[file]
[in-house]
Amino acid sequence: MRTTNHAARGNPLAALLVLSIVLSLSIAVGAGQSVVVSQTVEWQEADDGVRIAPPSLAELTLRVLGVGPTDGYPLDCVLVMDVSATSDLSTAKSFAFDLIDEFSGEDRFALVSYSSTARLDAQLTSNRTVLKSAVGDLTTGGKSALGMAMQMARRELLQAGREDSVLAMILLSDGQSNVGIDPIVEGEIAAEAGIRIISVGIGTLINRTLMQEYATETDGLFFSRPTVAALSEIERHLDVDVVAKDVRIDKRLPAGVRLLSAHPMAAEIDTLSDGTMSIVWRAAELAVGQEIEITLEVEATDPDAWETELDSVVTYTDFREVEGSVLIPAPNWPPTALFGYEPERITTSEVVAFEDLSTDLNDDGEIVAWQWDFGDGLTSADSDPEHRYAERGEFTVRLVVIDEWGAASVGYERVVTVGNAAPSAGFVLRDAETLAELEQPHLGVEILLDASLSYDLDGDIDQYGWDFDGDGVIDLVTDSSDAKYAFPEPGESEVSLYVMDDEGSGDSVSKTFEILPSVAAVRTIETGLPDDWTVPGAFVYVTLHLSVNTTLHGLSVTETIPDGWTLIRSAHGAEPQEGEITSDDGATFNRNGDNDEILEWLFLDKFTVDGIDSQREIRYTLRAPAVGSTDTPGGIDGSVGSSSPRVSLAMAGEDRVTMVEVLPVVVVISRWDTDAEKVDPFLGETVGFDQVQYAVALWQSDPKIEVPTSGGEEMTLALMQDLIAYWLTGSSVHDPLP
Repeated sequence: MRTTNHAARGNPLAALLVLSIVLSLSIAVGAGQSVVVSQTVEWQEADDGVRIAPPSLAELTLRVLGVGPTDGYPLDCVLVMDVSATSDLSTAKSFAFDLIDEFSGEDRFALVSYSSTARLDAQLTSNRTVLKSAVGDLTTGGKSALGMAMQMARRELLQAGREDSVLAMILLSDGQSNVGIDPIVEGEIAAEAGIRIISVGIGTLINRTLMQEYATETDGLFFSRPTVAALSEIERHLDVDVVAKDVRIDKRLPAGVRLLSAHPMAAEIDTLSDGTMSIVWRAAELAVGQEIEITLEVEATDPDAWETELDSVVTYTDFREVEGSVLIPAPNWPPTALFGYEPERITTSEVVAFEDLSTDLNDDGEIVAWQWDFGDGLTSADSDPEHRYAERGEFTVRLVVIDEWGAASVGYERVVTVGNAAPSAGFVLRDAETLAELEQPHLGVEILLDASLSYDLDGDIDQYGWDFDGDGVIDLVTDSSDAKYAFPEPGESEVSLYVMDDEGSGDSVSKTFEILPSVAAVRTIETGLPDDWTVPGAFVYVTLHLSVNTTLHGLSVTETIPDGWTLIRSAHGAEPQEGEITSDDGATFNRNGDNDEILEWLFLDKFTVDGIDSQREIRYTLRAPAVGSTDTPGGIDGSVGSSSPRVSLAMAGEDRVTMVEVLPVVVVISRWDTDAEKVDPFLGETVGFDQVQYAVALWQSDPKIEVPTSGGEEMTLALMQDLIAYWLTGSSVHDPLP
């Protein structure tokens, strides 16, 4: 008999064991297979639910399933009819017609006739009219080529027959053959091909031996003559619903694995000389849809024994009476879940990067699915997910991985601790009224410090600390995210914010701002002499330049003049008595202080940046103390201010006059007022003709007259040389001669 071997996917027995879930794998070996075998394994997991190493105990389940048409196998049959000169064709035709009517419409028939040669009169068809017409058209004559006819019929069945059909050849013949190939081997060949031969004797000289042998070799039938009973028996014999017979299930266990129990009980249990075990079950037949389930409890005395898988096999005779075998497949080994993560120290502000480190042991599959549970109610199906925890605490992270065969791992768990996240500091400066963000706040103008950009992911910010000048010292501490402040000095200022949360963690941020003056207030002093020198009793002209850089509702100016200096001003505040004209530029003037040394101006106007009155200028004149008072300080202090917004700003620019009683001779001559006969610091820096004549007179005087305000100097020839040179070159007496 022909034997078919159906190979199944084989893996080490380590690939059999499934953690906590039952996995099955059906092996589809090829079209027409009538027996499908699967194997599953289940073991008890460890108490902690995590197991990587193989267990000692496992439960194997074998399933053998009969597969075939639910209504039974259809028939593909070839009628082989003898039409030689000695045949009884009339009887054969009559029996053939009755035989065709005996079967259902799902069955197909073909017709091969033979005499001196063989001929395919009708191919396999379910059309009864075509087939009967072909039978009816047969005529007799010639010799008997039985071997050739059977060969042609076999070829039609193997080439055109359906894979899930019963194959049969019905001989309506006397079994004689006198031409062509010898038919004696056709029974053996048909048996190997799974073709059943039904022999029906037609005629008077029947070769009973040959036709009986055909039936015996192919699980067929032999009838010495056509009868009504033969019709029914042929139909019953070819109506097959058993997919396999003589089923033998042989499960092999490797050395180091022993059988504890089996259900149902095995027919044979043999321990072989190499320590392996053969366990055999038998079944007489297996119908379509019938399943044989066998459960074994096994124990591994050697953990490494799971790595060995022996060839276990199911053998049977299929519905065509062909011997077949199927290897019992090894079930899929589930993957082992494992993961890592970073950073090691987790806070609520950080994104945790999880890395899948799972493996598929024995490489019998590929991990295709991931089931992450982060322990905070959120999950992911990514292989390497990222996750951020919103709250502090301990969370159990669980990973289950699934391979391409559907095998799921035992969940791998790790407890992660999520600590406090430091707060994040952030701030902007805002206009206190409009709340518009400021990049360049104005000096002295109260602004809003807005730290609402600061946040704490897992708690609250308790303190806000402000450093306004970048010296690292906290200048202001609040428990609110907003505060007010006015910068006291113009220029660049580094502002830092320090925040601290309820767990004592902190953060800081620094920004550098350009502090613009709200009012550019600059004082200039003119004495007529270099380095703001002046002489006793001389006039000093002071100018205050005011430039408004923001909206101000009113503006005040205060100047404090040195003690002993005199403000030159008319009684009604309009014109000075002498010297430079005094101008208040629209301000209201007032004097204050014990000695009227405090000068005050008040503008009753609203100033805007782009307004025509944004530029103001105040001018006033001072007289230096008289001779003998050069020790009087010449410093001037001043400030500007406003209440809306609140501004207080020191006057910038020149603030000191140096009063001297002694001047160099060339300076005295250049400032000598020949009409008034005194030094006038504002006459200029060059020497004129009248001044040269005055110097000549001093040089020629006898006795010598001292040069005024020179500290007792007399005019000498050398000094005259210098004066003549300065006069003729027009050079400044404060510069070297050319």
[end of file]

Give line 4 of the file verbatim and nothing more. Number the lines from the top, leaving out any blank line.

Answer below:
């Protein structure tokens, strides 16, 4: 008999064991297979639910399933009819017609006739009219080529027959053959091909031996003559619903694995000389849809024994009476879940990067699915997910991985601790009224410090600390995210914010701002002499330049003049008595202080940046103390201010006059007022003709007259040389001669 071997996917027995879930794998070996075998394994997991190493105990389940048409196998049959000169064709035709009517419409028939040669009169068809017409058209004559006819019929069945059909050849013949190939081997060949031969004797000289042998070799039938009973028996014999017979299930266990129990009980249990075990079950037949389930409890005395898988096999005779075998497949080994993560120290502000480190042991599959549970109610199906925890605490992270065969791992768990996240500091400066963000706040103008950009992911910010000048010292501490402040000095200022949360963690941020003056207030002093020198009793002209850089509702100016200096001003505040004209530029003037040394101006106007009155200028004149008072300080202090917004700003620019009683001779001559006969610091820096004549007179005087305000100097020839040179070159007496 022909034997078919159906190979199944084989893996080490380590690939059999499934953690906590039952996995099955059906092996589809090829079209027409009538027996499908699967194997599953289940073991008890460890108490902690995590197991990587193989267990000692496992439960194997074998399933053998009969597969075939639910209504039974259809028939593909070839009628082989003898039409030689000695045949009884009339009887054969009559029996053939009755035989065709005996079967259902799902069955197909073909017709091969033979005499001196063989001929395919009708191919396999379910059309009864075509087939009967072909039978009816047969005529007799010639010799008997039985071997050739059977060969042609076999070829039609193997080439055109359906894979899930019963194959049969019905001989309506006397079994004689006198031409062509010898038919004696056709029974053996048909048996190997799974073709059943039904022999029906037609005629008077029947070769009973040959036709009986055909039936015996192919699980067929032999009838010495056509009868009504033969019709029914042929139909019953070819109506097959058993997919396999003589089923033998042989499960092999490797050395180091022993059988504890089996259900149902095995027919044979043999321990072989190499320590392996053969366990055999038998079944007489297996119908379509019938399943044989066998459960074994096994124990591994050697953990490494799971790595060995022996060839276990199911053998049977299929519905065509062909011997077949199927290897019992090894079930899929589930993957082992494992993961890592970073950073090691987790806070609520950080994104945790999880890395899948799972493996598929024995490489019998590929991990295709991931089931992450982060322990905070959120999950992911990514292989390497990222996750951020919103709250502090301990969370159990669980990973289950699934391979391409559907095998799921035992969940791998790790407890992660999520600590406090430091707060994040952030701030902007805002206009206190409009709340518009400021990049360049104005000096002295109260602004809003807005730290609402600061946040704490897992708690609250308790303190806000402000450093306004970048010296690292906290200048202001609040428990609110907003505060007010006015910068006291113009220029660049580094502002830092320090925040601290309820767990004592902190953060800081620094920004550098350009502090613009709200009012550019600059004082200039003119004495007529270099380095703001002046002489006793001389006039000093002071100018205050005011430039408004923001909206101000009113503006005040205060100047404090040195003690002993005199403000030159008319009684009604309009014109000075002498010297430079005094101008208040629209301000209201007032004097204050014990000695009227405090000068005050008040503008009753609203100033805007782009307004025509944004530029103001105040001018006033001072007289230096008289001779003998050069020790009087010449410093001037001043400030500007406003209440809306609140501004207080020191006057910038020149603030000191140096009063001297002694001047160099060339300076005295250049400032000598020949009409008034005194030094006038504002006459200029060059020497004129009248001044040269005055110097000549001093040089020629006898006795010598001292040069005024020179500290007792007399005019000498050398000094005259210098004066003549300065006069003729027009050079400044404060510069070297050319």